The 4th of July has always been special in my household. My oldest daughters were born on July 3rd. I’ve always told them they share a birthday, sort of, with Stars & Stripes, and that means fireworks to celebrate. They like that. I like that they like that. We’ve been doing it for what will be 15 years this weekend.

So, let’s celebrate the 4th. It’s Stars & Stripes’ birthday. There will be barbecues and cold beverages from coast to coast. That’s the American way. But it’s so important to remember that it’s first and foremost Independence Day, and what that all means. It means something really special; If we embrace it. We the people are in constant pursuit of a more perfect union. We’ve had some serious setbacks. But that’s not new either. We’ve overcome adversity many times before. We’re going to do it a whole lot more.

I bid you farewell with this “Ragged Old Flag.” You might have heard it. Johnny Cash wrote this powerful song in the wake of Watergate. He said he was disenchanted with the White House and what Washington DC had become. The words are timeless, and particularly ring true again today.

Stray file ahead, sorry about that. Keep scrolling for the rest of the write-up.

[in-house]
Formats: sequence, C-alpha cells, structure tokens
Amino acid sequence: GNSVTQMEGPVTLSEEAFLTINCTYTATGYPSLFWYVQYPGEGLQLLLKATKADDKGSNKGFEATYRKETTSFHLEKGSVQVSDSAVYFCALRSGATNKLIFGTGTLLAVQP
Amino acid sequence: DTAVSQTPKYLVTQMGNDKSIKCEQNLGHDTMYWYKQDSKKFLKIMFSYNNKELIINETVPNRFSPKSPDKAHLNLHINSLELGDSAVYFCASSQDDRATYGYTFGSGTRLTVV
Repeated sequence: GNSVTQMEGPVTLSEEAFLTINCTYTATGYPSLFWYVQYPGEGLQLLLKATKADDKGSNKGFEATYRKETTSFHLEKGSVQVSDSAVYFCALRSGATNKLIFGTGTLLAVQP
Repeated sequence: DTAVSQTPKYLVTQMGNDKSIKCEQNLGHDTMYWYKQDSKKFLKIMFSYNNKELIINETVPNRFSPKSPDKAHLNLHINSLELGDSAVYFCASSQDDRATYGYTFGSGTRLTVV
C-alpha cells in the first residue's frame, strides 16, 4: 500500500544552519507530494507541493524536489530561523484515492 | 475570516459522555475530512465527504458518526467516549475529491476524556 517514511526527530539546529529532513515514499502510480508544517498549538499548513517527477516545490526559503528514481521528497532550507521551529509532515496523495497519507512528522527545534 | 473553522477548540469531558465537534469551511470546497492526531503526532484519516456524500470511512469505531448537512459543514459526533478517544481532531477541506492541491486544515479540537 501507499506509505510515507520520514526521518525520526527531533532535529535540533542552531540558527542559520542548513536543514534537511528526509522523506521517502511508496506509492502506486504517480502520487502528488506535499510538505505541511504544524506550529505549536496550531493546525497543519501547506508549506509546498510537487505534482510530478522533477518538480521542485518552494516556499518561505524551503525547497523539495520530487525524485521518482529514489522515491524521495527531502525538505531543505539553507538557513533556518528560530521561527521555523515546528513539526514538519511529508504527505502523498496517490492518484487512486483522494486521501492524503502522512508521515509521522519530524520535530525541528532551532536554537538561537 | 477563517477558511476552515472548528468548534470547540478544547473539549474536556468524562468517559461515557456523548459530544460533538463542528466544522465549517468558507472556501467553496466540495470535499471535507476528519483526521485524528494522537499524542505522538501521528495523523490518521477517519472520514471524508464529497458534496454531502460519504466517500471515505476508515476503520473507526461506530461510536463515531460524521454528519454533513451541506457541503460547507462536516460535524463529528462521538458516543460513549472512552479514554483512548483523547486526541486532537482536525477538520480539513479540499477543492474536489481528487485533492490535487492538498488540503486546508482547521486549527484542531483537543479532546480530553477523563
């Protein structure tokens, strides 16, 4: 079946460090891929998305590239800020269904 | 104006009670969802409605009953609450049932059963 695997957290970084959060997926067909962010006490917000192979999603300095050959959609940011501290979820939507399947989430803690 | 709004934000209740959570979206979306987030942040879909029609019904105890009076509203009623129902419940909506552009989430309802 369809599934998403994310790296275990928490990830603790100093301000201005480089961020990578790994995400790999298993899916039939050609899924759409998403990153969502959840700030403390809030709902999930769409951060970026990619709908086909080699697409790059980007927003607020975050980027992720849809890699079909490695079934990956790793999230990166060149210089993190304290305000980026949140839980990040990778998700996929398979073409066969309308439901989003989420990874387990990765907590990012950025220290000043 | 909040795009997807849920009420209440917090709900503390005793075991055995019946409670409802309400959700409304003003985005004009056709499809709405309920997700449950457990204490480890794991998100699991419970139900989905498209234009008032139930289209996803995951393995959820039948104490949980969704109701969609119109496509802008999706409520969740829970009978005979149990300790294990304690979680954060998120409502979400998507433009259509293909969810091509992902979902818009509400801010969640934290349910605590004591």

I don’t like to brag
But we’re kinda proud of that ragged old flag

You see, we got a little hole in that flag there when 
Washington took it across the Delaware

And it got powder-burned the night that Francis Scott Key
Sat watching it writing oh say can you see

And it got a bad rip in New Orleans
With Packingham and Jackson tuggin’ at its seams

And it almost fell at the Alamo
Beside the Texas flag, but she waved on though

She got cut with a sword at Chancellorsville
And she got cut again at Shiloh Hill

There was Robert E. Lee, Beauregard, and Bragg
And the south wind blew hard on that ragged old flag

On Flanders field in World War I
She got a big hole from a Bertha gun

She turned blood red in World War II
She hung limp and low a time or two

She was in Korea, Vietnam